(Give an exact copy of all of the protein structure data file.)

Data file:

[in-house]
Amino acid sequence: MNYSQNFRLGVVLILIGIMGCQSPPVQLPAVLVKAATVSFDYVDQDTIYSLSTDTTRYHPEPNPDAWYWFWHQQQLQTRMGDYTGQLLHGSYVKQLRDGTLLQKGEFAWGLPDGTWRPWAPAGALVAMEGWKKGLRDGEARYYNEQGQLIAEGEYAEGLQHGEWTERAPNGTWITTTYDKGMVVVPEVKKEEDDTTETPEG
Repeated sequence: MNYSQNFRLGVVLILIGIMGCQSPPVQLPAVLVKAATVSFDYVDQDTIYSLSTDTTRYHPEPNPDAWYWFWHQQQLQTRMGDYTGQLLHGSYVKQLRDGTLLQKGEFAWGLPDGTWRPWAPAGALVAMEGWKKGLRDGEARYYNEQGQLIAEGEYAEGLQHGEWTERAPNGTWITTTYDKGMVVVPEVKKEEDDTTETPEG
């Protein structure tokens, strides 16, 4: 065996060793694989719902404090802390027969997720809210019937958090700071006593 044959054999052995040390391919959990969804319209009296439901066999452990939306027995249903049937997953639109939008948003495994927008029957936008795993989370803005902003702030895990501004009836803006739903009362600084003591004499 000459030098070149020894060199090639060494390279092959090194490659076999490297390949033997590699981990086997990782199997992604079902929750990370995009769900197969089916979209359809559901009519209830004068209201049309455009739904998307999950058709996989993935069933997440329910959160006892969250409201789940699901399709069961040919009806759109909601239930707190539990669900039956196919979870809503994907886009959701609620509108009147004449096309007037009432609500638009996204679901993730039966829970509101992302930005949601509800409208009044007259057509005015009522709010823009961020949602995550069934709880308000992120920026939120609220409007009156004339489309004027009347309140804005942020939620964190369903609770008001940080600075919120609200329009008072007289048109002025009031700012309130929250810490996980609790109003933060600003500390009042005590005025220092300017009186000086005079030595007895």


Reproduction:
[in-house]
Amino acid sequence: MNYSQNFRLGVVLILIGIMGCQSPPVQLPAVLVKAATVSFDYVDQDTIYSLSTDTTRYHPEPNPDAWYWFWHQQQLQTRMGDYTGQLLHGSYVKQLRDGTLLQKGEFAWGLPDGTWRPWAPAGALVAMEGWKKGLRDGEARYYNEQGQLIAEGEYAEGLQHGEWTERAPNGTWITTTYDKGMVVVPEVKKEEDDTTETPEG
Repeated sequence: MNYSQNFRLGVVLILIGIMGCQSPPVQLPAVLVKAATVSFDYVDQDTIYSLSTDTTRYHPEPNPDAWYWFWHQQQLQTRMGDYTGQLLHGSYVKQLRDGTLLQKGEFAWGLPDGTWRPWAPAGALVAMEGWKKGLRDGEARYYNEQGQLIAEGEYAEGLQHGEWTERAPNGTWITTTYDKGMVVVPEVKKEEDDTTETPEG
């Protein structure tokens, strides 16, 4: 065996060793694989719902404090802390027969997720809210019937958090700071006593 044959054999052995040390391919959990969804319209009296439901066999452990939306027995249903049937997953639109939008948003495994927008029957936008795993989370803005902003702030895990501004009836803006739903009362600084003591004499 000459030098070149020894060199090639060494390279092959090194490659076999490297390949033997590699981990086997990782199997992604079902929750990370995009769900197969089916979209359809559901009519209830004068209201049309455009739904998307999950058709996989993935069933997440329910959160006892969250409201789940699901399709069961040919009806759109909601239930707190539990669900039956196919979870809503994907886009959701609620509108009147004449096309007037009432609500638009996204679901993730039966829970509101992302930005949601509800409208009044007259057509005015009522709010823009961020949602995550069934709880308000992120920026939120609220409007009156004339489309004027009347309140804005942020939620964190369903609770008001940080600075919120609200329009008072007289048109002025009031700012309130929250810490996980609790109003933060600003500390009042005590005025220092300017009186000086005079030595007895």